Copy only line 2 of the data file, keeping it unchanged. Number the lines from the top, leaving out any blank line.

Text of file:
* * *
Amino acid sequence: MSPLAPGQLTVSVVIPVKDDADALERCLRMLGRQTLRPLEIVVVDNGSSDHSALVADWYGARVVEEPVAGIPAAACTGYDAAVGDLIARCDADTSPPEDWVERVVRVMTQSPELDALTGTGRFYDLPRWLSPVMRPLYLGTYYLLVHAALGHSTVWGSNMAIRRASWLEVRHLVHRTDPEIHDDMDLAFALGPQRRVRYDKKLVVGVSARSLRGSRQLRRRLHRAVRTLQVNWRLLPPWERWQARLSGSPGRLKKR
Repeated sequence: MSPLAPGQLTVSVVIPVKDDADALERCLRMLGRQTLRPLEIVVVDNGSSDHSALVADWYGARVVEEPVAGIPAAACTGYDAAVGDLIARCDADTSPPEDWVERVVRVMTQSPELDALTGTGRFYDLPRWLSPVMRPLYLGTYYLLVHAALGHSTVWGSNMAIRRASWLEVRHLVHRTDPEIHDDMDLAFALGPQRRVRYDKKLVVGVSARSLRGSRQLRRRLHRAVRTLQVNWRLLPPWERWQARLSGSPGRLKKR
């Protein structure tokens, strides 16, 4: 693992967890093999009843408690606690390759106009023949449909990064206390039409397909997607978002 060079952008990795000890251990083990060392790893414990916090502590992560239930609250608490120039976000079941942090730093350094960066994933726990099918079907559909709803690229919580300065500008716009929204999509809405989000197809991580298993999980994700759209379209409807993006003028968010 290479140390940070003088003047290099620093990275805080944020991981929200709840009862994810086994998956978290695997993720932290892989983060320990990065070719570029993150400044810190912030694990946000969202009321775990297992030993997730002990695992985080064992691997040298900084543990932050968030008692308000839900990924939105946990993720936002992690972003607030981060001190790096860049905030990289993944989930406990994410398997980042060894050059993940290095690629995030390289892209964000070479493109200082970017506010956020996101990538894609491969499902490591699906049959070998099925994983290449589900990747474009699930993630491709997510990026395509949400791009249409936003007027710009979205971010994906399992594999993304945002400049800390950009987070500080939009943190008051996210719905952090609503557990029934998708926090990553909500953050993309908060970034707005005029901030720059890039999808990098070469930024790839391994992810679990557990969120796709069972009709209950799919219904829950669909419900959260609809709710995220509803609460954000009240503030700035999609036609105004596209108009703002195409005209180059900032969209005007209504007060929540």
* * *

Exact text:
Repeated sequence: MSPLAPGQLTVSVVIPVKDDADALERCLRMLGRQTLRPLEIVVVDNGSSDHSALVADWYGARVVEEPVAGIPAAACTGYDAAVGDLIARCDADTSPPEDWVERVVRVMTQSPELDALTGTGRFYDLPRWLSPVMRPLYLGTYYLLVHAALGHSTVWGSNMAIRRASWLEVRHLVHRTDPEIHDDMDLAFALGPQRRVRYDKKLVVGVSARSLRGSRQLRRRLHRAVRTLQVNWRLLPPWERWQARLSGSPGRLKKR